Disney Infinity 2.0: Marvel Super Heroes Review



Disney Infinity 2.0: Marvel Super Heroes
Developer: Avalanche Software
Publisher: Disney
Platforms: Xbox 360, Xbox One (Reviewed), PS3, PS4, Wii U
Release Date: Out Now
Install Size: 30GB
Price: US$74.00 – Available Here AU$99.95  – Available Here


Disney Infinity was an absolute massive hit last year, and continued selling Starter Packs, Play Sets, Figures and Power Discs until even today. This time round, Disney decided to add to the formula by making use of their Marvel Comics license to include some of the world’s most renowned super heroes in on the action. This isn’t just a simple character roster addition though, Disney Infinity 2.0 really does feel like a massive leap forward for the franchise and while it stumbles in a few aspects, it still provides a solid offering for kids, kids at heart, die hard collectors, Disney fans and Marvel comic enthusiasts.



There is only one Play Set Piece in the Disney Infinity 2.0 Starter Set and it tells the story of Loki’s attempt to unleash havoc on the streets of New York by summoning an army of Frost Giants. The Avengers all leap into action, aided by Nick Fury and a few lesser-known Marvel Heroes in order to stop Loki and his associate; M.O.D.O.K.

The story is a bit light and childish, but you can’t really complain about that since the target audience is…well…kids. Although one thing I found really impressive was the developer’s not being afraid to delve into some of the more obscure or lesser-known Marvel characters for story purposes. M.O.D.O.K. is the type of villain that likely won’t ever see the silver screen, so his inclusion here is particularly cool. The same goes for characters like Wasp and Ms. Marvel, two of Marvel’s most badass female roles that are yet to make it to the screen.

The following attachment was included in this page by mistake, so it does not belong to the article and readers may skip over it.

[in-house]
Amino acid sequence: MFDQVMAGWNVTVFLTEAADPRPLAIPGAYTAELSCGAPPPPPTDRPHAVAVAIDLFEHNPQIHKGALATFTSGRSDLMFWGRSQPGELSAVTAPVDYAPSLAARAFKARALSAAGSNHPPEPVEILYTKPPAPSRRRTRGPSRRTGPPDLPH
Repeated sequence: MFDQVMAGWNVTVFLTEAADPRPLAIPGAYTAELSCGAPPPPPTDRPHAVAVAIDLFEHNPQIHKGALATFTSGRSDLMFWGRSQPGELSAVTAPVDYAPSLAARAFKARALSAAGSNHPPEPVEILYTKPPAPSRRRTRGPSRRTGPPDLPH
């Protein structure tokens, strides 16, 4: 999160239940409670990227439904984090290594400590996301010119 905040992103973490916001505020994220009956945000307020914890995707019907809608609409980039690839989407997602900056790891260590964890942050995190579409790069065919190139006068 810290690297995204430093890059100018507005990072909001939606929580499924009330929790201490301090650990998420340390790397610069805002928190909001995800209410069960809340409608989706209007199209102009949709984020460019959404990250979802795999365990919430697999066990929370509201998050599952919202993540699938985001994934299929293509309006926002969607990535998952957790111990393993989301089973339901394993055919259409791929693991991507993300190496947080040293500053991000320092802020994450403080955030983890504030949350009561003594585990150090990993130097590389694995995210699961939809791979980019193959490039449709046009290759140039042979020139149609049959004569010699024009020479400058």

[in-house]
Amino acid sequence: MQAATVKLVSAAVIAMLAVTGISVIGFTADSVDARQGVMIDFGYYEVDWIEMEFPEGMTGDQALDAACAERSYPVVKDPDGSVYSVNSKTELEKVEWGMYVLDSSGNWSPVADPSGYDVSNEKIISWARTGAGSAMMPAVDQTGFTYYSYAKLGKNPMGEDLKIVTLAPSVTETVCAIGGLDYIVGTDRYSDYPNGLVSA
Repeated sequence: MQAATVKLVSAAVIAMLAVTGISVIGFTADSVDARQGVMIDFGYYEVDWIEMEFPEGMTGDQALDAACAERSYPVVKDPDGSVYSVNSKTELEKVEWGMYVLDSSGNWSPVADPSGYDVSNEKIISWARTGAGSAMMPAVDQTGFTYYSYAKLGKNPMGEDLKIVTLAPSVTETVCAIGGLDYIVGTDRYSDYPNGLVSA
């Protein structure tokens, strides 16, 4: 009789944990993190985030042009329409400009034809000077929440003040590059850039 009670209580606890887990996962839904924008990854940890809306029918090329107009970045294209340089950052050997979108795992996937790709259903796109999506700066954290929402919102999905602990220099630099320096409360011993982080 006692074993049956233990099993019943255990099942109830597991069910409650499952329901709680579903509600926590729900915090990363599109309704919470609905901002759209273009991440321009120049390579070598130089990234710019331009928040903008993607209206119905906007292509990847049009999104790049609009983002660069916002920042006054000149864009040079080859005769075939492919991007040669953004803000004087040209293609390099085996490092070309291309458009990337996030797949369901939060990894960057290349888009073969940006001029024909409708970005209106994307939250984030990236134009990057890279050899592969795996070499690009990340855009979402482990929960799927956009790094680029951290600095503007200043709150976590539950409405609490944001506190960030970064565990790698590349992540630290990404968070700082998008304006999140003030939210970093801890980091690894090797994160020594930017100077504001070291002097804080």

Disney Infinity 2.0’s gameplay is broken up into three distinct parts: Play Sets, the Toy Box and the brand new Toy Box Games. The only Play Set for the Disney Infinity 2.0: Marvel Super Heroes Starter Set (phew, that’s a mouthful) is The Avengers, and lets you pick one of the three included characters; Iron Man, Black Widow and Thor, or one of the additional Avengers characters; Captain America, Hawkeye or The Incredible Hulk and complete missions to stop Loki and his army of Frost Giants from ravaging the city. Many of these missions have you traveling to one part of the city, beating up some enemy thugs and turning in for your reward. If that sounds a little dull, that is because it kind of is. There is little to no mission variety in this Play Set. Not only that but the side-missions that were everywhere in the original Disney Infinity are scarce at best now. This cuts down on the amount of time you can spend in the Play Set actually doing things.

It is a bit of a let-down to get such a shorter amount of time in the Play Set, but that just means that players get to jump into the Toy Box all the sooner. While it is available from the onset, you unlock toys by playing through the Play Set campaigns so you will start off with a few more building blocks than you would otherwise. The new Toy Box mode is an absolute dream to play.